THE price of Bitcoin has fluctuated wildly since its launch – and it's currently sitting at just under $32,000.
Bitcoin was first created in 2009, and has since become the world's largest cryptocurrency.
Bitcoin tokens are a digital-only form of payment and are created by a computer code.
The value of it is determined by supply and how much people are willing to buy it for, and investors should know making money is not guaranteed.
Cryptocurrencies are highly volatile, so you may lose all the money you put in so you should never invest more than you can afford to lose.
There's also scant regulation for crypto firms, so you won't have any protection if and when things go wrong.
5 risks of crypto investments
BELOW we round up five risks of investing in cryptocurrencies.
- Consumer protection: Some investments advertising high returns based on cryptoassets may not be subject to regulation beyond anti-money laundering requirements.
- Price volatility: Significant price volatility in cryptoassets, combined with the inherent difficulties of valuing cryptoassets reliably, places consumers at a high risk of losses.
- Product complexity: The complexity of some products and services relating to cryptoassets can make it hard for consumers to understand the risks. There is no guarantee that cryptoassets can be converted back into cash. Converting a cryptoasset back to cash depends on demand and supply existing in the market.
- Charges and fees: Consumers should consider the impact of fees and charges on their investment which may be more than those for regulated investment products.
- Marketing materials: Firms may overstate the returns of products or understate the risks involved.
How much is Bitcoin worth?
The price of Bitcoin is currently sitting at $31,994 – down by 1.67% over the past 24 hours, according to CoinMarketCap.
In comparison, it was worth about $1 in the first few years after its launch.
The cryptocurrency's value has then soared in recent years, and hit its highest ever price above $63,000 in April.
Bitcoin's value has fluctuated for a number of reasons, including comments by Tesla founder Elon Musk and a series of crypto crackdowns around the world.
In May, Bitcoin went into freefall after Mr Musk withdrew his support for Bitcoin, citing the harmful effects that comes from mining it.
Last month, Mr Musk then revealed Tesla WILL accept transactions with Bitcoin once it becomes cleaner and greener.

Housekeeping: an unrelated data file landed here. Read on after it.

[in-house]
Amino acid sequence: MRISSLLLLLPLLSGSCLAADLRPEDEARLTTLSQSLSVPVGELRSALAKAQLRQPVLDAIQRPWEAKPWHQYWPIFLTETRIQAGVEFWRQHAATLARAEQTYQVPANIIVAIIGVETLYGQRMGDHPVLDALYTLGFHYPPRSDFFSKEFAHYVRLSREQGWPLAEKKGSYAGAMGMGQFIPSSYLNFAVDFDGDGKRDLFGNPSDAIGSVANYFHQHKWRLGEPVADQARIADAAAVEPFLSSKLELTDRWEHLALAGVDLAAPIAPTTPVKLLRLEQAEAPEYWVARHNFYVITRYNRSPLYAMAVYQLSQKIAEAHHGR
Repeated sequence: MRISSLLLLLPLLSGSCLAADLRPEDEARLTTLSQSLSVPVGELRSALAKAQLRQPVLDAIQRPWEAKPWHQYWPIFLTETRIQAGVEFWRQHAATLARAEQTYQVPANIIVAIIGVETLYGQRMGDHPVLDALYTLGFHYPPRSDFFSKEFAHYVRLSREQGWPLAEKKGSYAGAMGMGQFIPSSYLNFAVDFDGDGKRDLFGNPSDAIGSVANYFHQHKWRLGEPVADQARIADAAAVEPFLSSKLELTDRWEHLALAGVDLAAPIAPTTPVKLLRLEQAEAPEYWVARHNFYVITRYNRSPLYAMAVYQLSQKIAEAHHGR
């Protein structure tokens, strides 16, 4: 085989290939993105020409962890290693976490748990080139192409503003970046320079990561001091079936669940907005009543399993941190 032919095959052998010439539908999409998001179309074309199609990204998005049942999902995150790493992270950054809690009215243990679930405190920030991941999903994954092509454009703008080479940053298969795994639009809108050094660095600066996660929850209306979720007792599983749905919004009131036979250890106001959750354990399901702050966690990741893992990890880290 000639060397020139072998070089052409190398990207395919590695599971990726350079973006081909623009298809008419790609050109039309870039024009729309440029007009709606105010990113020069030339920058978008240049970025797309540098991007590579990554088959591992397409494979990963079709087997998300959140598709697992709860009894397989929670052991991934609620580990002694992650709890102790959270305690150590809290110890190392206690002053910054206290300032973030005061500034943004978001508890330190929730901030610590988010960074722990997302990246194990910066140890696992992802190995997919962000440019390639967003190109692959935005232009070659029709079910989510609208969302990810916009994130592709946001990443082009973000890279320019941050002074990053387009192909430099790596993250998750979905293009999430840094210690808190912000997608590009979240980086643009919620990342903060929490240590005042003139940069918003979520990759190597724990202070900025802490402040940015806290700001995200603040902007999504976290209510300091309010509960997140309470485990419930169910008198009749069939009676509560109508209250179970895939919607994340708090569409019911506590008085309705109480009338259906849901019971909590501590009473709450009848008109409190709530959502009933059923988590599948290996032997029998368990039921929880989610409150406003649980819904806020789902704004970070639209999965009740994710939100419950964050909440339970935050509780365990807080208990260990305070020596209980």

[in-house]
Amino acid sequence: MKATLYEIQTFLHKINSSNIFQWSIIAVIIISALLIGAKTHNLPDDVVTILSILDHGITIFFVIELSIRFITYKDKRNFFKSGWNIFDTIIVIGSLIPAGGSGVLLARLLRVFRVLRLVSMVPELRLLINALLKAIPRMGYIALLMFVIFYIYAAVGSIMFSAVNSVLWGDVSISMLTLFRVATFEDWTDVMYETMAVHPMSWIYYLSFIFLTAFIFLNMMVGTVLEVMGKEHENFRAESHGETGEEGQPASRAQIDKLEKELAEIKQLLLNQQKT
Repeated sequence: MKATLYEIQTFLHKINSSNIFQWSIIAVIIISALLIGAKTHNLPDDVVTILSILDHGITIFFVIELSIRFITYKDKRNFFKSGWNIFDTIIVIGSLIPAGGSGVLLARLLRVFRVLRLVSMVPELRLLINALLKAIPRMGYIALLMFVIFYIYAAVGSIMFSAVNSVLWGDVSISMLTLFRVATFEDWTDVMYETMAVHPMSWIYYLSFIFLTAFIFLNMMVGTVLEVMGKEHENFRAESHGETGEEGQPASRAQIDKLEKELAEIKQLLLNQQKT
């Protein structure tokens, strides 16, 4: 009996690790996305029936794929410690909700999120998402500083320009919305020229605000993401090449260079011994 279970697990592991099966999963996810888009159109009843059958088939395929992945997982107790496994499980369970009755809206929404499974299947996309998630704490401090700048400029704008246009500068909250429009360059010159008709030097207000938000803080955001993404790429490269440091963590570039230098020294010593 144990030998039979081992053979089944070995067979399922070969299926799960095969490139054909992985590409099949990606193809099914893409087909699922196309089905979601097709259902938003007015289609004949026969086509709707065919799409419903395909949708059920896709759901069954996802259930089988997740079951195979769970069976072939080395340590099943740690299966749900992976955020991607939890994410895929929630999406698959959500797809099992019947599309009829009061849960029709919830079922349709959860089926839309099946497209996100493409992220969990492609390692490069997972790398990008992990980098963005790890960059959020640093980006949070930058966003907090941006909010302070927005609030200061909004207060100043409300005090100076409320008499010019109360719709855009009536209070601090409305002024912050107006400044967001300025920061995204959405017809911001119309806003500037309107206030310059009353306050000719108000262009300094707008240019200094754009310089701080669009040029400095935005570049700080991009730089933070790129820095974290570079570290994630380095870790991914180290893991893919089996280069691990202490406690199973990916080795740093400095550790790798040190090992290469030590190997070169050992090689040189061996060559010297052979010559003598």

The value of Bitcoin also crashed in May after China announced a further crackdown on cryptocurrencies.
A few weeks ago, the financial regulator in the UK, the Financial Conduct Authority (FCA) then banned crypto exchange Binance.
Will Bitcoin's price rise?
The value of Bitcoin is highly volatile, as witnessed by its crashing and soaring price since its launch.
A new report of 42 crypto experts by comparison site Finder predicts an average Bitcoin price of $66,284 by the end of 2021.
This is 28% higher than it predicted for the same time back in December 2020, but 30% lower than what it said in April this year.
However, some are more sceptical and John Hawkins, a lecturer at the University of Canberra, predicts a value of $20,000 by the end of 2021.
He added that countries adapting Bitcoin, such as Salvador, could actually have a negative impact on its price.
Laith Khalaf, financial analyst at investment platform AJ Bell, told The Sun: "The difficulty with Bitcoin is that in ten years’ time, it could be worth significantly more than it is now, or nothing at all.
"Its price will depend on whether it achieves widespread acceptance by businesses, consumers and investors, or indeed whether its position is usurped by other cryptocurrencies and it falls by the wayside.
"This is very different to an investment in the stock market for instance, which on a 10-year view will normally provide handsome returns to investors."
While Myron Jobson, personal finance campaigner at Interactive Investor, added: "The fact that Bitcoin has halved in value within the past three months shows that the cryptocurrency is and remains a high risk and notoriously volatile asset.
"Investors should be prepared to lose all their money.
"Whether Bitcoin will come up trumps remains to be seen, but whatever your approach to risk, cryptocurrency should be treated with caution."
A couple lost $20,000 of savings after crypto scammers duped them into handing over their Coinbase account details.
Meanwhile, a Bitcoin fan who died by suicide left behind crypto worth $340,000 on his old laptop – but the family can't access it.
We explain how many Bitcoins there are and how many are left to mine.
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